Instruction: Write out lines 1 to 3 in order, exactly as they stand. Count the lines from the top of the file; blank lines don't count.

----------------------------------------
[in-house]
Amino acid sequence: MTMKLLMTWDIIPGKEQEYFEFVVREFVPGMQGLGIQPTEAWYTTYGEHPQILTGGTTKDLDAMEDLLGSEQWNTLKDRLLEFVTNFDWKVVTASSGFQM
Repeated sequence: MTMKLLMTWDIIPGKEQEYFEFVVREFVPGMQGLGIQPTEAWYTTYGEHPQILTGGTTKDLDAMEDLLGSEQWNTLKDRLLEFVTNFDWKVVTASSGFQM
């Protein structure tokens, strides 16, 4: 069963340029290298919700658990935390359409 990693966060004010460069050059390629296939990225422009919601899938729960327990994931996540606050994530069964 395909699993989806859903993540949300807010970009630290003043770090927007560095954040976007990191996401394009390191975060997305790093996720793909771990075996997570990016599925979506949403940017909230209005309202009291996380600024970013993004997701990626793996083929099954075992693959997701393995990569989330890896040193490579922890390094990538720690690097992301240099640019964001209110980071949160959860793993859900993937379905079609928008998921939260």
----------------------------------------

[in-house]
Amino acid sequence: MTMKLLMTWDIIPGKEQEYFEFVVREFVPGMQGLGIQPTEAWYTTYGEHPQILTGGTTKDLDAMEDLLGSEQWNTLKDRLLEFVTNFDWKVVTASSGFQM
Repeated sequence: MTMKLLMTWDIIPGKEQEYFEFVVREFVPGMQGLGIQPTEAWYTTYGEHPQILTGGTTKDLDAMEDLLGSEQWNTLKDRLLEFVTNFDWKVVTASSGFQM